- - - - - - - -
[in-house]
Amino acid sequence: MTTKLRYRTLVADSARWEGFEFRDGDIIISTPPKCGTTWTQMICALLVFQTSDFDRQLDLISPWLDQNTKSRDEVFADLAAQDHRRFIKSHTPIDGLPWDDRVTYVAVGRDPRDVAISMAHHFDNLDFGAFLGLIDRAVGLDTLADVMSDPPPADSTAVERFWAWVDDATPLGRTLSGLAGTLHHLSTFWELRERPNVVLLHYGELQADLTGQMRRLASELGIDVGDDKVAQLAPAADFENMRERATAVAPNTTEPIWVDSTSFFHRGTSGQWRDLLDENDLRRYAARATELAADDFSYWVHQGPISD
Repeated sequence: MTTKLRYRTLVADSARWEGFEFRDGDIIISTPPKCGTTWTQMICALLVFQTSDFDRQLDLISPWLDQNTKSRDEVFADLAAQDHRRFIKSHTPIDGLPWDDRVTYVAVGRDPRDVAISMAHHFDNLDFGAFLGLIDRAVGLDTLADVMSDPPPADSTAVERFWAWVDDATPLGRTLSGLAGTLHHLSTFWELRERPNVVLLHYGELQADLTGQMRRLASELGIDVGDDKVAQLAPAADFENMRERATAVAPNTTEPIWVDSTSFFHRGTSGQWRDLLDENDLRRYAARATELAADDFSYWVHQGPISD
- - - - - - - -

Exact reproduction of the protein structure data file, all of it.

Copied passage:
[in-house]
Amino acid sequence: MTTKLRYRTLVADSARWEGFEFRDGDIIISTPPKCGTTWTQMICALLVFQTSDFDRQLDLISPWLDQNTKSRDEVFADLAAQDHRRFIKSHTPIDGLPWDDRVTYVAVGRDPRDVAISMAHHFDNLDFGAFLGLIDRAVGLDTLADVMSDPPPADSTAVERFWAWVDDATPLGRTLSGLAGTLHHLSTFWELRERPNVVLLHYGELQADLTGQMRRLASELGIDVGDDKVAQLAPAADFENMRERATAVAPNTTEPIWVDSTSFFHRGTSGQWRDLLDENDLRRYAARATELAADDFSYWVHQGPISD
Repeated sequence: MTTKLRYRTLVADSARWEGFEFRDGDIIISTPPKCGTTWTQMICALLVFQTSDFDRQLDLISPWLDQNTKSRDEVFADLAAQDHRRFIKSHTPIDGLPWDDRVTYVAVGRDPRDVAISMAHHFDNLDFGAFLGLIDRAVGLDTLADVMSDPPPADSTAVERFWAWVDDATPLGRTLSGLAGTLHHLSTFWELRERPNVVLLHYGELQADLTGQMRRLASELGIDVGDDKVAQLAPAADFENMRERATAVAPNTTEPIWVDSTSFFHRGTSGQWRDLLDENDLRRYAARATELAADDFSYWVHQGPISD